projects > across trophic level system simulation (atlss) > cape sable seaside sparrows > abstract
Individual Based Spatially Explicit Model of the Cape Sable Seaside Sparrow Population in the Florida Everglades
M. Philip Nott
The Cape Sable seaside sparrow (Ammodramus maritima mirabilis) is an ecologically isolated subspecies of the seaside sparrow. Recent surveys estimate its population at fewer than 6,000 individuals, and its range to be restricted to the extreme southern part of the Florida Peninsula, almost entirely within the boundaries of the Everglades National Park and Big Cypress National Preserve. The sparrow breeds in marl prairies typified by dense stands of graminoid species usually below 1 meter in height and naturally inundated by freshwater part of the year. As water levels recede during the dry season in late winter and spring, the sparrows establish territories and start nesting in the grass. Pairs may produce up to three broods if their nesting sites remain dry. If water levels do not recede early enough in spring, nesting may be delayed and if reflooding occurs during the nesting season, eggs or nestlings may be lost.
Declines have occurred in the sparrow population across its entire range, probably due to higher water levels in recent years. Because the current range of the sparrow is limited to a few hundred square kilometers and because it is subject to flooding and fires, the population is highly vulnerable. Changes to the hydrology of the southern Everglades, planned as part of an Everglades restoration project, could increase the water levels in parts of the sparrows range and inadvertently increase the risk to the reproductive success of the sparrow in certain areas. Figure 1 shows some of these risks in the "western" habitat area of the Cape Sable seaside sparrow. It is critical to predict how serious these risks are.
A model for the Cape Sable sparrow subpopulation in the nesting area northwest of Shark Slough has been developed and has the following features:
The above conceptual model has been implemented as a Monte Carlo simulation model called SIMSPAR (M.P. Nott, Ph.D. dissertation, 1998). The model has been applied to a main subpopulation of the Cape Sable seaside sparrows on the western side of Shark Slough in the Everglades. The size of this subpopulation has reached as high as 3,000 sparrows, and the model is capable of keeping track of the locations and breeding status of all these birds during the breeding season. The model increases the age of an individual each day and updates its status according to movement and behavior rules. The core of the model is a simple flow of decisions and actions that affect individuals in relation to abiotic factors and other individuals. At each step the model updates the breeding status and tracks associations between individuals. Figure 2 shows some of the management questions to which this model is being applied.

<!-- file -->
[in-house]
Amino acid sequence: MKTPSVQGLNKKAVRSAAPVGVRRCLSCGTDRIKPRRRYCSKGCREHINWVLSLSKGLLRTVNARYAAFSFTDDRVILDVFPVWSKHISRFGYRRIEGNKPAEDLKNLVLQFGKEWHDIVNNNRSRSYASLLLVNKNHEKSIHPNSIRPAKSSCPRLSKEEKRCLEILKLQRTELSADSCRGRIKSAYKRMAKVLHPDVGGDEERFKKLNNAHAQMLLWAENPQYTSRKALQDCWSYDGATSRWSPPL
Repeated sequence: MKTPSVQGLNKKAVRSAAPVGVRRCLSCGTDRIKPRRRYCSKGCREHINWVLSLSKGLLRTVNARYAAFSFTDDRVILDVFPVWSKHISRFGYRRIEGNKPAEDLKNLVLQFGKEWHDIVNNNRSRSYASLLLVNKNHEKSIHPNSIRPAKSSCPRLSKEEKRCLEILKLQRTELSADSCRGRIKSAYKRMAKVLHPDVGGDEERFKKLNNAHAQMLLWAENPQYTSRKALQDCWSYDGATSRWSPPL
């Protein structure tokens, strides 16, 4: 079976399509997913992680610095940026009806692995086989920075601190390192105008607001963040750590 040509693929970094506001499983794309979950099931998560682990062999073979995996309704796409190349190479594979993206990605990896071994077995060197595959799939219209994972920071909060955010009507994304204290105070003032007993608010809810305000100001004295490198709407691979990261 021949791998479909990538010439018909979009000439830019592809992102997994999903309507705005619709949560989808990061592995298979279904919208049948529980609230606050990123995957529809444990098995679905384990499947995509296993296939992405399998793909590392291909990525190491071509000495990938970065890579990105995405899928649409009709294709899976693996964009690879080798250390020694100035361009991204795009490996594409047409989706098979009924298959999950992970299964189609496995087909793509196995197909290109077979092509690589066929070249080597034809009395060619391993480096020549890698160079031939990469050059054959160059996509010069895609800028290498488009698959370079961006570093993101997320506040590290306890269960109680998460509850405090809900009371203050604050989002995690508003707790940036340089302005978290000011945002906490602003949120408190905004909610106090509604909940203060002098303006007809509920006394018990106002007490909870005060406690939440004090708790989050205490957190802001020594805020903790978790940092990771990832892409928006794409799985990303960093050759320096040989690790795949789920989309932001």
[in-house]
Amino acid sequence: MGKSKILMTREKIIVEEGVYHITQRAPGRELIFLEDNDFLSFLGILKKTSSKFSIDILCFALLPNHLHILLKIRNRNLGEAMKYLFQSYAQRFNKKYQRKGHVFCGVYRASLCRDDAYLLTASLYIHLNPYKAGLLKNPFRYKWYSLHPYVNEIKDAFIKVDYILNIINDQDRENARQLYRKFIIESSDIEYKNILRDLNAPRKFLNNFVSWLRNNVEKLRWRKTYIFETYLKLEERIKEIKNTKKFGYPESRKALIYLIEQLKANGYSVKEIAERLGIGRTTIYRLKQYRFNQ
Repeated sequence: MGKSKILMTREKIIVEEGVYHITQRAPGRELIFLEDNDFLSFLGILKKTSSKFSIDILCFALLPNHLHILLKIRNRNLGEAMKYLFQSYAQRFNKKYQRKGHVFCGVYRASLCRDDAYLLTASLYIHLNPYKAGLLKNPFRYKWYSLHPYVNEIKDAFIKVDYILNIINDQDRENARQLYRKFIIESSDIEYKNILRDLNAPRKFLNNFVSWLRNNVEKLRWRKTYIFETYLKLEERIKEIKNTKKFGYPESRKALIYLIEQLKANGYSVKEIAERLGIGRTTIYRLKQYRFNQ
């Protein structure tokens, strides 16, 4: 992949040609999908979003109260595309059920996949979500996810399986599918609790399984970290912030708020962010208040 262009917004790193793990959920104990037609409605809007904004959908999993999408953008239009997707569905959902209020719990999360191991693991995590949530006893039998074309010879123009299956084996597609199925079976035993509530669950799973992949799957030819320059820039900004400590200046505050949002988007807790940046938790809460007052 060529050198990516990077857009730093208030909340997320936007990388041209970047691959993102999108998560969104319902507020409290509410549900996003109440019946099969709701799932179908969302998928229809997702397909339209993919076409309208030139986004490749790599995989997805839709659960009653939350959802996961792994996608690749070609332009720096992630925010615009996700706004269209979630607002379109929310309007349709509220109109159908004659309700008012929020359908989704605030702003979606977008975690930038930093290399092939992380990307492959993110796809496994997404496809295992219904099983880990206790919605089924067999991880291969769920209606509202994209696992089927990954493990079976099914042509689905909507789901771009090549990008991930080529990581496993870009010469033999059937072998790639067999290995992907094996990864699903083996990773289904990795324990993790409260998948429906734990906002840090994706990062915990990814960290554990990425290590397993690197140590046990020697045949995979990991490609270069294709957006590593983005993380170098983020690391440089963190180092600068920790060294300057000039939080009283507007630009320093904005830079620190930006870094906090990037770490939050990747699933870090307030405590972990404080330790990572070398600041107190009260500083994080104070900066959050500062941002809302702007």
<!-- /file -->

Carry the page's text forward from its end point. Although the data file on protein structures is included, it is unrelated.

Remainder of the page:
Subsequently, to address the question of uncertainty in model parameters affecting results, a sensitivity analysis was performed on SIMSPAR. The sensitivity analysis was done in the following way.
The sensitivity analyses have been extended to determine the relative contributions of each parameter to the overall response using generalized linear modeling. It is also possible that the model will be used to explore the evolutionary consequences of inherited dispersal behaviors.
Another objective of this work will be to design and edit web-based documentation of the model and the assumptions behind the mechanics. Such a design would mimic the experience of an individual bird as it proceeds through the model and the outcome would depend upon the course of action and status at any stage. This objective has also been extended to provide web-based documentation understandable at various levels of technical ability.
The most sensitive parameters and the biological or biophysical realities they correspond to are as follows:
These parameters all have a significant effect on population trajectories. However, it appears that dispersal behavior is a very crucial factor in population persistence, especially when linked to habitat degradation. Finding new, recently available, or restored habitat is crucial if small populations are to recover. An important question is: What is the impact of imposing an observed dispersal-distance distribution on a deterministic or simpler population model when the actual dispersal-distance distribution resulting may change as the result of an evolutionary stable strategy? We need much more information concerning age and sex-specific dispersal behaviors in this species and how these might change dependent upon the hydrologic conditions experienced over a number of years. Only by utilizing an individual based approach can we explore the limits of these relations and guide field studies.
(This abstract was taken from the Greater Everglades Ecosystem Restoration (GEER) Open File Report (PDF, 8.7 MB))
|U.S. Department of the Interior, U.S. Geological Survey, Center for Coastal Geology
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Last updated: 04 September, 2013 @ 02:08 PM (KP)